Check B12 deficiency in all patients on metformin

Morning MEDtalks with Dr KK Aggarwal

New Delhi, December 06, 2018:

Diabetes patients taking metformin should have their vitamin B12 levels assessed regularly to avoid peripheral nerve damage. Vast majority of patients are not tested and almost 1 in 10 have vitamin B12 deficiency.

In a study of more than 150 women with diabetes presented at the Society for Endocrinology BES 2018 conference in Glasgow, the researchers showed that 64% had not been tested for vitamin B12 deficiency. Moreover, almost 10% of patients were found to have vitamin B12 deficiency.

Currently, there are no official guidelines on the screening for vitamin B12 levels in patients treated with metformin, although the British Society of Haematology recommends that levels are checked if there is a strong clinical suspicion of deficiency (Society for Endocrinology BES 2018: Abstract P092, presented 21 November. Endocrine Abstracts (2018) 59 P092)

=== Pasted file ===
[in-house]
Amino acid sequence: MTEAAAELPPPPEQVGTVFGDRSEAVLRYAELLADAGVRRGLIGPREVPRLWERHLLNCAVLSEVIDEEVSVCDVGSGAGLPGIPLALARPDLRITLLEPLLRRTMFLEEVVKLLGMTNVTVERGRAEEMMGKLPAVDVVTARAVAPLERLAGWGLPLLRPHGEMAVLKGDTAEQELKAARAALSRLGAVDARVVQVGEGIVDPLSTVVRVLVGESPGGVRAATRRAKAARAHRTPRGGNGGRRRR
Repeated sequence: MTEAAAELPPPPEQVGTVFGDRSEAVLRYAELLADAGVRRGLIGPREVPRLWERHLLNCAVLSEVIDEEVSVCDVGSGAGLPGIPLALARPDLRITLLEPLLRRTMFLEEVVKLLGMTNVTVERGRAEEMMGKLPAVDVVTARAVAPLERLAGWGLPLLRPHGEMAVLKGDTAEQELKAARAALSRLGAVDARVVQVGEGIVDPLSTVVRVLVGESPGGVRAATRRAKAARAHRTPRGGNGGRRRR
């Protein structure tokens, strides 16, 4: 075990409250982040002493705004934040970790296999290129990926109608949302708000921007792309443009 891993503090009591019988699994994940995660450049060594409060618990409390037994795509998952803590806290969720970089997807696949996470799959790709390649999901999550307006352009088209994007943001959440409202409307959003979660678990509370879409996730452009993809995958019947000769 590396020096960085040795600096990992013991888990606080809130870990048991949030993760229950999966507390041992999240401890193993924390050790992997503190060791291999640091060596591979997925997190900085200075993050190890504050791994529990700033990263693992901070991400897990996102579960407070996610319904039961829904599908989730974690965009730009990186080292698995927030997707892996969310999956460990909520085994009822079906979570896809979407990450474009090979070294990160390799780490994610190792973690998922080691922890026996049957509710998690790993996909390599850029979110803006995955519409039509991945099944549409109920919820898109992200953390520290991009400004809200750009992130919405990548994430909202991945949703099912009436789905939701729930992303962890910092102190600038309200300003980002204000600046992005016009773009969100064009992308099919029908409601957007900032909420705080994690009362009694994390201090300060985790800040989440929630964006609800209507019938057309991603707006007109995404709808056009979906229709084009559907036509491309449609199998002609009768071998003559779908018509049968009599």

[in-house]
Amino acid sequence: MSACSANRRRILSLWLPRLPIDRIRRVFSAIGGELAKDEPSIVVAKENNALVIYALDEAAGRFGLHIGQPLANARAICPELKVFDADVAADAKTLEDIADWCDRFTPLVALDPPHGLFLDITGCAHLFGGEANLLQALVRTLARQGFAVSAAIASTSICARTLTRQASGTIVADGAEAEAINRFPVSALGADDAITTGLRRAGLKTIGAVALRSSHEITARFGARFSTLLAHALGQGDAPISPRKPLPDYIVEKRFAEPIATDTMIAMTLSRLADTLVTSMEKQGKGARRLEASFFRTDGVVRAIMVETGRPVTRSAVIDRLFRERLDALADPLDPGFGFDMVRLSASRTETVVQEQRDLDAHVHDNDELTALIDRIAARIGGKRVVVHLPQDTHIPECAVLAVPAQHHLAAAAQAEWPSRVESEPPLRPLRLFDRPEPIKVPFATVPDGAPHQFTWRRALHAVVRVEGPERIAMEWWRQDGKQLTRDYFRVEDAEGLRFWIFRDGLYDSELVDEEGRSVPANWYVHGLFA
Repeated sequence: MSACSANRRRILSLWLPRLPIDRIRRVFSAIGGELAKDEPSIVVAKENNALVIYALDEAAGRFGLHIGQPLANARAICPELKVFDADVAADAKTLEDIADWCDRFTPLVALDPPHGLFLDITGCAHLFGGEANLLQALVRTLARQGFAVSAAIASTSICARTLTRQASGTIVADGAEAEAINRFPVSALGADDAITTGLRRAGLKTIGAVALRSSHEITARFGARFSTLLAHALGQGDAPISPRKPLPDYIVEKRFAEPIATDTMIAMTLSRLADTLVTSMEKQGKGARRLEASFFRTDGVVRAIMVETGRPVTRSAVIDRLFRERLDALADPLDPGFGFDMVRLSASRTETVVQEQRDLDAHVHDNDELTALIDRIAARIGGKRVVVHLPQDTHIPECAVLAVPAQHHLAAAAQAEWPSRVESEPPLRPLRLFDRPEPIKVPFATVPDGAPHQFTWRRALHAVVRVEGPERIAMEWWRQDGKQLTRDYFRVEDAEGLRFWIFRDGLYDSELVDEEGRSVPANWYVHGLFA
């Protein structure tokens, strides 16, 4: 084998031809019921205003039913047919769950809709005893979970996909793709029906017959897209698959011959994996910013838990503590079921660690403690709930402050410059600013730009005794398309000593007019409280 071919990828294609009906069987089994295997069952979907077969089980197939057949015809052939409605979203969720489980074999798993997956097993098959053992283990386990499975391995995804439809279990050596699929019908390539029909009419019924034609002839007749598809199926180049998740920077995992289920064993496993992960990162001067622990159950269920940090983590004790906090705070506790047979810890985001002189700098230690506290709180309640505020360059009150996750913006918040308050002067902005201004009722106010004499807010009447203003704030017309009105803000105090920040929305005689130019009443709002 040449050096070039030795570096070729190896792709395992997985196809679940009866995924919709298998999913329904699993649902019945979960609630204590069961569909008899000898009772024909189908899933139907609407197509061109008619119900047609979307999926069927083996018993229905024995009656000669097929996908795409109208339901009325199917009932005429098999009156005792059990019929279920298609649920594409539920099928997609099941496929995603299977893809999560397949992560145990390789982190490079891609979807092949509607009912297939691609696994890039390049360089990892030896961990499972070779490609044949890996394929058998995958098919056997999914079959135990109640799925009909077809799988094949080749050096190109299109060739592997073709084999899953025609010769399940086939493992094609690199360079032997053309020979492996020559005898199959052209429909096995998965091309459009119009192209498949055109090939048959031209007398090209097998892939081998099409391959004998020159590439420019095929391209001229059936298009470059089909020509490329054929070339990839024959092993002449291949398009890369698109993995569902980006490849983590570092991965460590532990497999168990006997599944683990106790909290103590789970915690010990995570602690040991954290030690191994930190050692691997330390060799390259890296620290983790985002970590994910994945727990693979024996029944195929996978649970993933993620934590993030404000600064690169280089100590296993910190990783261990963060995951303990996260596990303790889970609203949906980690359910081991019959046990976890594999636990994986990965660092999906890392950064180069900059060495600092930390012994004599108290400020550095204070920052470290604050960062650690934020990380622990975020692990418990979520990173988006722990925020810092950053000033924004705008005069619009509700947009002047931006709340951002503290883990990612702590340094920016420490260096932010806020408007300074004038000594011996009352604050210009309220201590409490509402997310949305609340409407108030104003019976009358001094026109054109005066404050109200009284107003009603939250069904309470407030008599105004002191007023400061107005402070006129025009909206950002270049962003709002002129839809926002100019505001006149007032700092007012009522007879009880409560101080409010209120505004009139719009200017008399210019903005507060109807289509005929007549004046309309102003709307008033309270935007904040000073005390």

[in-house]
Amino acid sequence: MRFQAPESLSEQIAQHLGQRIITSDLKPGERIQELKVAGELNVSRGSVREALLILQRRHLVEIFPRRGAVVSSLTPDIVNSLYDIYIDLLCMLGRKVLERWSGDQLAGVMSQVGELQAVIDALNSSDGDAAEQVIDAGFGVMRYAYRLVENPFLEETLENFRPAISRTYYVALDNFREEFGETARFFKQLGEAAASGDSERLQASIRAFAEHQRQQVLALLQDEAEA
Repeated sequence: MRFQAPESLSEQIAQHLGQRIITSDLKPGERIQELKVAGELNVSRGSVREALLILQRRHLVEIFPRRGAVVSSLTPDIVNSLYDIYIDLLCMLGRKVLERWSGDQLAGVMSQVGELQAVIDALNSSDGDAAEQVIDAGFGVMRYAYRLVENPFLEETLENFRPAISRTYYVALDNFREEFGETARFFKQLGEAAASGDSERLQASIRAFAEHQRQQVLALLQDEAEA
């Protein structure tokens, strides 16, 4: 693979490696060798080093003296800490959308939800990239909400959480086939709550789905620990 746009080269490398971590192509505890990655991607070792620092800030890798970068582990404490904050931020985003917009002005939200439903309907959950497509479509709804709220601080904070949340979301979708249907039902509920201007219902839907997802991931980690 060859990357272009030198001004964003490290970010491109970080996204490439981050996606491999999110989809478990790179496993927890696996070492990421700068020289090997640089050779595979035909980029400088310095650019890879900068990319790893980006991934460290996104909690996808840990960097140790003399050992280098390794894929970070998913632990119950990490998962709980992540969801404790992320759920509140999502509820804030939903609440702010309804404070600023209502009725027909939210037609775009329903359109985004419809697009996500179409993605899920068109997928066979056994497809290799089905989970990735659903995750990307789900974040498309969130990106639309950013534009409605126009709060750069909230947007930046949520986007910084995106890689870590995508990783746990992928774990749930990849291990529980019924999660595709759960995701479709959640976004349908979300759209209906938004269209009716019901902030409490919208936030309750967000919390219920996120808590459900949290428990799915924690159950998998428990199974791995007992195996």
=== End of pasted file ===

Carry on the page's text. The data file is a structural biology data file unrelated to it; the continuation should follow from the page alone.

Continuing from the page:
FDA takes new action to advance the development of reliable and beneficial genetic tests that scan a person’s DNA to diagnose genetic diseases and guide medical treatments. For the first time, the agency has formally recognized a public database that contains information about genes, genetic variants and their relationship to disease. The FDA is recognizing the genetic variant information in the Clinical Genome Resource (ClinGen) consortium’s ClinGen Expert Curated Human Genetic Data, which is funded by the National Institutes of Health (NIH), as a source of valid scientific evidence that can be used to support clinical validity in premarket submissions. This recognition by the FDA will facilitate test developers, including those that use a technology known as next generation sequencing, to rely on the information available in the database to support the validity of their tests, instead of having to generate the information on their own.